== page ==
Having left Bordeaux (France) on March 15, the “Race for Water Odyssey” scientific sailing expedition, which aims to protect the oceans from plastic pollution, arrived in the Azores on Friday.
The expedition’s first scientific data will be collected in this archipelago.
The “Race for Water Odyssey” (R4WO) arrived in Horta, in the archipelago of the Azores, on Friday, after a little over 5 days of sailing. This archipelago is located within the Northern Atlantic’s trash vortex. The expedition will implement its scientific protocol for the first time on 5 of the island’s beaches. These beaches act as natural barriers against plastic pollution, trapping and accumulating trash on their shores, and are therefore representatives of plastic pollution in the surrounding waters.
A Carefully Studied and Adapted Scientific Protocol
The beaches, chosen in collaboration with local experts, will be studied using a systematic and standardized scientific approach based on the National Oceanic and Atmospheric Administration (NOAA)’s method. Macro
-trash (> 2.5cm) will be collected, categorized depending on composition and original use, and weighed. Meso-trash (5mm-2.5cm) and micro-trash (< 5mm) will be collected by researchers using sieves and sent for analysis to the Lausanne Federal Polytechnic School’s Central Environmental Laboratory (CEL/EPFL, Switzerland).
Frédéric Sciacca, the “Race for Water” Foundation’s scientific advisor, is excited about the study of these initial shores, and the beginning of the creation of a scientific corpus of data, “This first stop will allow us to implement the scientific protocol which we’ve carefully prepared during the past few months. Thanks to our local partners, including, notably, the Department of Oceanography and Fishing of the University of the Azores(DOP), as well as the Azores Ocean Observatory (OMA), we were able to select the beaches that are best suited to the study of plastic pollution. The scientific team will be able to test the protocol we’ve established, and collect initial data relating to the scope of the damage on this archipelago, which is enormously affected by the pollution that flows into the oceans from the continents.”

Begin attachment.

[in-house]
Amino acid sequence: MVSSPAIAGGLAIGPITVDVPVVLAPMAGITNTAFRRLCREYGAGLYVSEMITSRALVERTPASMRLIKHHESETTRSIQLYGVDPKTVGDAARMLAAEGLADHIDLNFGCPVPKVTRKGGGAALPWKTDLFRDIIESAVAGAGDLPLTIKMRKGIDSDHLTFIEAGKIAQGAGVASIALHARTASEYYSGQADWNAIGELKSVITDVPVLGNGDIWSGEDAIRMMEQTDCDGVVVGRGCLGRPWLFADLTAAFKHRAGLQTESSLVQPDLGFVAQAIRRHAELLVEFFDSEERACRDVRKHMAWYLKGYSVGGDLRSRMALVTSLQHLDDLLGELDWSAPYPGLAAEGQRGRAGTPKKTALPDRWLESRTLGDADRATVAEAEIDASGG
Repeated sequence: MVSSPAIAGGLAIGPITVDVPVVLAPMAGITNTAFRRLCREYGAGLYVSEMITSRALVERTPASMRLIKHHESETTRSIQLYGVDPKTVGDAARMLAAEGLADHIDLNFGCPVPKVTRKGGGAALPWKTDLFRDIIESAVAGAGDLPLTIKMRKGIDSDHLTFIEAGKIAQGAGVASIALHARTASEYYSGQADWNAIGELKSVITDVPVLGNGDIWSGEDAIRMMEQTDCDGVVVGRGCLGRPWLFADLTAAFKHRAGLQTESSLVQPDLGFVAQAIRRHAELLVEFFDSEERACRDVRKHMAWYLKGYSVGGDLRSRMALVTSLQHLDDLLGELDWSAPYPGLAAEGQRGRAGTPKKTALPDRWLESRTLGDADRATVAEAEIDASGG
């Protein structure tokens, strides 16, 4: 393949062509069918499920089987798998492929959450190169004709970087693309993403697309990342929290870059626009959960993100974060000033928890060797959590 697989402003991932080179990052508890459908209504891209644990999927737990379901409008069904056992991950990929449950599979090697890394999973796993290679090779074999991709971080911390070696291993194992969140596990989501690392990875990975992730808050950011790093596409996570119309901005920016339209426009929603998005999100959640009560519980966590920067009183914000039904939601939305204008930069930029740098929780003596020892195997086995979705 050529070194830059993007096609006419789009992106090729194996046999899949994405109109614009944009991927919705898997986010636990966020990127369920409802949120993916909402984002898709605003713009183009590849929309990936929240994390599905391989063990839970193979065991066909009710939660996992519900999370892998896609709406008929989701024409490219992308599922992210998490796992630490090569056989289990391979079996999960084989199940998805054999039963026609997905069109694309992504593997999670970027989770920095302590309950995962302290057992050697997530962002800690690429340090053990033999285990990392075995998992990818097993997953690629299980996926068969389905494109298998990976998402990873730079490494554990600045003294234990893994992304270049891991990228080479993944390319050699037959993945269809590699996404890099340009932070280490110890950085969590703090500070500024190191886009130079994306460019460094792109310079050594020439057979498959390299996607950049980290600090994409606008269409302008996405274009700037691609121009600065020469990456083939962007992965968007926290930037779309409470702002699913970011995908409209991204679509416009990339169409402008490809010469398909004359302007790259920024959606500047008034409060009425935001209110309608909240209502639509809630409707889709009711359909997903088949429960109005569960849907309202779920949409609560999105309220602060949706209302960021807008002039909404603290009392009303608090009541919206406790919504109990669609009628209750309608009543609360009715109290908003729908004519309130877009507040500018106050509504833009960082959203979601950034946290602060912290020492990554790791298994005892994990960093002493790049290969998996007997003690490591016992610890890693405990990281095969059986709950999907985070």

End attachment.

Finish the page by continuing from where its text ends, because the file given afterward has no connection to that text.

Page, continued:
The unprecedented Use of an Aerial Drone to Map Polluted Beaches
This first stop will also allow tests of new technological means of exploration for acquiring the data needed to locate areas of plastic pollution. The “eBee” aerial drone will be used for high- definition mapping of the beaches in the study. This aerial tool will be used for two purposes: on the one hand, it will allow Duke University and Oregon State University to analyze the macro-trash that is present on the shores. On the other hand, it will also make it possible to create an initial overview of this innovative technology’s capabilities, in order to eventually create a high-powered tool for detecting macro-trash using specific image analysis techniques.
Meeting Local Populations
Having left Bordeaux on March 15th, the members of the expedition will also have the opportunity to meet with local populations for the first time. Marco Simeoni, the leader of the expedition, is looking forward to being able to interact with the different local figures affected by the pollution, “We’ve drafted a targeted questionnaire which will allow us to better understand the constraints and challenges these island populations are facing as the pollution invades their beaches and surrounding waters. We will also try to better understand the solutions the locals have put into place, especially the fishing association, in dealing with this invasion of trash.”
The team will also work with local authorities and the island’s university, among others. A conference on the subject will be organized with the university on March 23. R4WO will stay in the Azores until March 24, before setting off for Bermuda, the second scientific stop.
Follow the R4WO’s progress live at raceforwater.org